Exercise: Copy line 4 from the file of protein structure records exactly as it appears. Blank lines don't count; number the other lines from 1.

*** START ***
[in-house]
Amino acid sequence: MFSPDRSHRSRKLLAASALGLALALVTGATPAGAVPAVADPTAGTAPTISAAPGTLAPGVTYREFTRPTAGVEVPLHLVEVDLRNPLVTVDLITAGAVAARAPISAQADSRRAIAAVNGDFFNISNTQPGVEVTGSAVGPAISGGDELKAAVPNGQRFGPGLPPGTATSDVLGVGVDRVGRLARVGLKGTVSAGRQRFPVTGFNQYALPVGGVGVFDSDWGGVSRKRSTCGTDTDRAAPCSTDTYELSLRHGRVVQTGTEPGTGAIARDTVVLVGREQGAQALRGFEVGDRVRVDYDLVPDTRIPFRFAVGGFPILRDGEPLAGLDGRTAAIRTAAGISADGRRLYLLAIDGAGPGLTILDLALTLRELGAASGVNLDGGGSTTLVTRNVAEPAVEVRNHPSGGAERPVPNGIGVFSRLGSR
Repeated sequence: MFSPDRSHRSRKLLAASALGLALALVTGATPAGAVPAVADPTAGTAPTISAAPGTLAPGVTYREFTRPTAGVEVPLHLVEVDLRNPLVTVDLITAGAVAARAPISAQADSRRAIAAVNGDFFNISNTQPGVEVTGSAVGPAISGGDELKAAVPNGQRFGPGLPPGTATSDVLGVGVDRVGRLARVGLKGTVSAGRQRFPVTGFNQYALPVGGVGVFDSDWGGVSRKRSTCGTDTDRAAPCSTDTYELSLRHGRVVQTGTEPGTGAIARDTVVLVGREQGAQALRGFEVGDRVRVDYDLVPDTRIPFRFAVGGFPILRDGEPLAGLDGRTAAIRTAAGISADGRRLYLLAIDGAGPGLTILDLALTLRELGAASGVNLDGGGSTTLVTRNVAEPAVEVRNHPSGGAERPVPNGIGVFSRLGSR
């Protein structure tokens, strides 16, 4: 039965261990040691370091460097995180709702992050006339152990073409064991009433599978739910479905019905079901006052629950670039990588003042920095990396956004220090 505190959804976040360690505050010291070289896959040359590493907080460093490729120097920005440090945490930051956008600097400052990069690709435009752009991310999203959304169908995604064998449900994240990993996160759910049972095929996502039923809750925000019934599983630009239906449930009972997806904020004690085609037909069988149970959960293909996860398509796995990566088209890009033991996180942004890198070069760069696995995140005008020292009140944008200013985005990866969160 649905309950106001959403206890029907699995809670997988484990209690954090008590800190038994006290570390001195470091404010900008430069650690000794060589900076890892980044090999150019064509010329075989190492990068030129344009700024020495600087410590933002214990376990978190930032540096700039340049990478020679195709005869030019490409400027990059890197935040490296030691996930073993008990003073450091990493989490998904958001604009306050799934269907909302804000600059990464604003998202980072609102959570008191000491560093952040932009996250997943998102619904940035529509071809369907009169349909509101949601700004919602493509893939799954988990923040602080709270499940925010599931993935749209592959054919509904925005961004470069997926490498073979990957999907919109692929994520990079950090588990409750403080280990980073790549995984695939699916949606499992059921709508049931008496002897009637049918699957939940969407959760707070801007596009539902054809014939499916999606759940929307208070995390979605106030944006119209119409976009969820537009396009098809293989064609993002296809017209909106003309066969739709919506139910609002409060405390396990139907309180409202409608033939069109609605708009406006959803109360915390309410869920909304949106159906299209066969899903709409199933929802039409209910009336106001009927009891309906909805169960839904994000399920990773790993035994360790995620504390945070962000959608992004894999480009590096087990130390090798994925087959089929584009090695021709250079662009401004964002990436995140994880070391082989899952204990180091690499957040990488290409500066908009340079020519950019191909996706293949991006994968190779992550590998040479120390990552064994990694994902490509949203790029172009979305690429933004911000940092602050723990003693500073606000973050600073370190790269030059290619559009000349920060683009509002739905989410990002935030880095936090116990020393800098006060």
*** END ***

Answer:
């Protein structure tokens, strides 16, 4: 039965261990040691370091460097995180709702992050006339152990073409064991009433599978739910479905019905079901006052629950670039990588003042920095990396956004220090 505190959804976040360690505050010291070289896959040359590493907080460093490729120097920005440090945490930051956008600097400052990069690709435009752009991310999203959304169908995604064998449900994240990993996160759910049972095929996502039923809750925000019934599983630009239906449930009972997806904020004690085609037909069988149970959960293909996860398509796995990566088209890009033991996180942004890198070069760069696995995140005008020292009140944008200013985005990866969160 649905309950106001959403206890029907699995809670997988484990209690954090008590800190038994006290570390001195470091404010900008430069650690000794060589900076890892980044090999150019064509010329075989190492990068030129344009700024020495600087410590933002214990376990978190930032540096700039340049990478020679195709005869030019490409400027990059890197935040490296030691996930073993008990003073450091990493989490998904958001604009306050799934269907909302804000600059990464604003998202980072609102959570008191000491560093952040932009996250997943998102619904940035529509071809369907009169349909509101949601700004919602493509893939799954988990923040602080709270499940925010599931993935749209592959054919509904925005961004470069997926490498073979990957999907919109692929994520990079950090588990409750403080280990980073790549995984695939699916949606499992059921709508049931008496002897009637049918699957939940969407959760707070801007596009539902054809014939499916999606759940929307208070995390979605106030944006119209119409976009969820537009396009098809293989064609993002296809017209909106003309066969739709919506139910609002409060405390396990139907309180409202409608033939069109609605708009406006959803109360915390309410869920909304949106159906299209066969899903709409199933929802039409209910009336106001009927009891309906909805169960839904994000399920990773790993035994360790995620504390945070962000959608992004894999480009590096087990130390090798994925087959089929584009090695021709250079662009401004964002990436995140994880070391082989899952204990180091690499957040990488290409500066908009340079020519950019191909996706293949991006994968190779992550590998040479120390990552064994990694994902490509949203790029172009979305690429933004911000940092602050723990003693500073606000973050600073370190790269030059290619559009000349920060683009509002739905989410990002935030880095936090116990020393800098006060």